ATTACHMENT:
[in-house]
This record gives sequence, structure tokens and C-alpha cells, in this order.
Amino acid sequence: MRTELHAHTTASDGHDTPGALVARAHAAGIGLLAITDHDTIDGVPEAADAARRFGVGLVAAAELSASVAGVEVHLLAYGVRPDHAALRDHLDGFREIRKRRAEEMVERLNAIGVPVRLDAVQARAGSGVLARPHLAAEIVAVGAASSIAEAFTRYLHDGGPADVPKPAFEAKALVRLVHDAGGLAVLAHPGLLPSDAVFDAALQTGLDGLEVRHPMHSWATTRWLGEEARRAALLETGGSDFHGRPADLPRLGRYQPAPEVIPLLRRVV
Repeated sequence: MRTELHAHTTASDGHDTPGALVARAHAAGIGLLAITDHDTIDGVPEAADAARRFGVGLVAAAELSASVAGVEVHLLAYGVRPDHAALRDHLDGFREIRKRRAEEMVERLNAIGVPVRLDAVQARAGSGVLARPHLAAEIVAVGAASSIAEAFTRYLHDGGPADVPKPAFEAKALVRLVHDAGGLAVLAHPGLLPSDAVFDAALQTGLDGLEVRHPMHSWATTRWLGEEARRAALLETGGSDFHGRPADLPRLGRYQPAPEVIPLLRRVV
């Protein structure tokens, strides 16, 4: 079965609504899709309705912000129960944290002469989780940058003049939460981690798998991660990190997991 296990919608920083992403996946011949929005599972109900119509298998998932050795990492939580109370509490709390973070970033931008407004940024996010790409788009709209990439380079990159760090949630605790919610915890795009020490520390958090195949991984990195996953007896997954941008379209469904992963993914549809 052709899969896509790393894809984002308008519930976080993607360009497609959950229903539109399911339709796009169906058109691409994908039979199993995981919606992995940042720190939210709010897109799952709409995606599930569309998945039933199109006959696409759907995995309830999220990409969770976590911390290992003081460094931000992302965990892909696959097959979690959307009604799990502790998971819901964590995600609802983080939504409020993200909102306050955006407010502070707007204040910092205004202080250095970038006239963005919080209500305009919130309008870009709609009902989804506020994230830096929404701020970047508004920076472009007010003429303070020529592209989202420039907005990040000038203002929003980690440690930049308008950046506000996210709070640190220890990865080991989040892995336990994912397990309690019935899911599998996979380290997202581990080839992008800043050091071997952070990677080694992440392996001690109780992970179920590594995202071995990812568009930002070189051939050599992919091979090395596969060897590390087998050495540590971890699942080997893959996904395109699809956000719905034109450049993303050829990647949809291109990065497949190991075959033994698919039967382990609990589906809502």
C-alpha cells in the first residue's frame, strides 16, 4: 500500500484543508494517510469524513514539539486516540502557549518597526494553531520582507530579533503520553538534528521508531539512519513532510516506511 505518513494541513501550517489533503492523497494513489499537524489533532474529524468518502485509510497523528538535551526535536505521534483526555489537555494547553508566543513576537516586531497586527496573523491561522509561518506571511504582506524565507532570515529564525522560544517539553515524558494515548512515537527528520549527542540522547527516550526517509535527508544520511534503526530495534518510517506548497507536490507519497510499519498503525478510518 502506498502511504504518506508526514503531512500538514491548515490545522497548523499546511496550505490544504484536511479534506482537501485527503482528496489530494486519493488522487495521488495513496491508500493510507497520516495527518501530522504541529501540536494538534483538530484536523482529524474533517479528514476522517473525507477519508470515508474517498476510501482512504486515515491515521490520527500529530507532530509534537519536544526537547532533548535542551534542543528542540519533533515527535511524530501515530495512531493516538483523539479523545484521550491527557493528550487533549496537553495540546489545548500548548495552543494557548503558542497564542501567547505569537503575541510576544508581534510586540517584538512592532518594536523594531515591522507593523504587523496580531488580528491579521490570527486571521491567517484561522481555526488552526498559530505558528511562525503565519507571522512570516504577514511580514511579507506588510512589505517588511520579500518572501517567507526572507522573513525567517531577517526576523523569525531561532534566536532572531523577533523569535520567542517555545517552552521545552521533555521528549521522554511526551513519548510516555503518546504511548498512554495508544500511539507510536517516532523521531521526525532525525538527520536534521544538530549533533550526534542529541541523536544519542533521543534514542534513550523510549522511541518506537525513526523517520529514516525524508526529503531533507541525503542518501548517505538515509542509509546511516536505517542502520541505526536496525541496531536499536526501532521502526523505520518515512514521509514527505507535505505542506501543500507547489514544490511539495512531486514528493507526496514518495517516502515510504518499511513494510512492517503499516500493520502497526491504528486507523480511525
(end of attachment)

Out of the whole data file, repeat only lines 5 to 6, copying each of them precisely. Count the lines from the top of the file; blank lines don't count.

């Protein structure tokens, strides 16, 4: 079965609504899709309705912000129960944290002469989780940058003049939460981690798998991660990190997991 296990919608920083992403996946011949929005599972109900119509298998998932050795990492939580109370509490709390973070970033931008407004940024996010790409788009709209990439380079990159760090949630605790919610915890795009020490520390958090195949991984990195996953007896997954941008379209469904992963993914549809 052709899969896509790393894809984002308008519930976080993607360009497609959950229903539109399911339709796009169906058109691409994908039979199993995981919606992995940042720190939210709010897109799952709409995606599930569309998945039933199109006959696409759907995995309830999220990409969770976590911390290992003081460094931000992302965990892909696959097959979690959307009604799990502790998971819901964590995600609802983080939504409020993200909102306050955006407010502070707007204040910092205004202080250095970038006239963005919080209500305009919130309008870009709609009902989804506020994230830096929404701020970047508004920076472009007010003429303070020529592209989202420039907005990040000038203002929003980690440690930049308008950046506000996210709070640190220890990865080991989040892995336990994912397990309690019935899911599998996979380290997202581990080839992008800043050091071997952070990677080694992440392996001690109780992970179920590594995202071995990812568009930002070189051939050599992919091979090395596969060897590390087998050495540590971890699942080997893959996904395109699809956000719905034109450049993303050829990647949809291109990065497949190991075959033994698919039967382990609990589906809502």
C-alpha cells in the first residue's frame, strides 16, 4: 500500500484543508494517510469524513514539539486516540502557549518597526494553531520582507530579533503520553538534528521508531539512519513532510516506511 505518513494541513501550517489533503492523497494513489499537524489533532474529524468518502485509510497523528538535551526535536505521534483526555489537555494547553508566543513576537516586531497586527496573523491561522509561518506571511504582506524565507532570515529564525522560544517539553515524558494515548512515537527528520549527542540522547527516550526517509535527508544520511534503526530495534518510517506548497507536490507519497510499519498503525478510518 502506498502511504504518506508526514503531512500538514491548515490545522497548523499546511496550505490544504484536511479534506482537501485527503482528496489530494486519493488522487495521488495513496491508500493510507497520516495527518501530522504541529501540536494538534483538530484536523482529524474533517479528514476522517473525507477519508470515508474517498476510501482512504486515515491515521490520527500529530507532530509534537519536544526537547532533548535542551534542543528542540519533533515527535511524530501515530495512531493516538483523539479523545484521550491527557493528550487533549496537553495540546489545548500548548495552543494557548503558542497564542501567547505569537503575541510576544508581534510586540517584538512592532518594536523594531515591522507593523504587523496580531488580528491579521490570527486571521491567517484561522481555526488552526498559530505558528511562525503565519507571522512570516504577514511580514511579507506588510512589505517588511520579500518572501517567507526572507522573513525567517531577517526576523523569525531561532534566536532572531523577533523569535520567542517555545517552552521545552521533555521528549521522554511526551513519548510516555503518546504511548498512554495508544500511539507510536517516532523521531521526525532525525538527520536534521544538530549533533550526534542529541541523536544519542533521543534514542534513550523510549522511541518506537525513526523517520529514516525524508526529503531533507541525503542518501548517505538515509542509509546511516536505517542502520541505526536496525541496531536499536526501532521502526523505520518515512514521509514527505507535505505542506501543500507547489514544490511539495512531486514528493507526496514518495517516502515510504518499511513494510512492517503499516500493520502497526491504528486507523480511525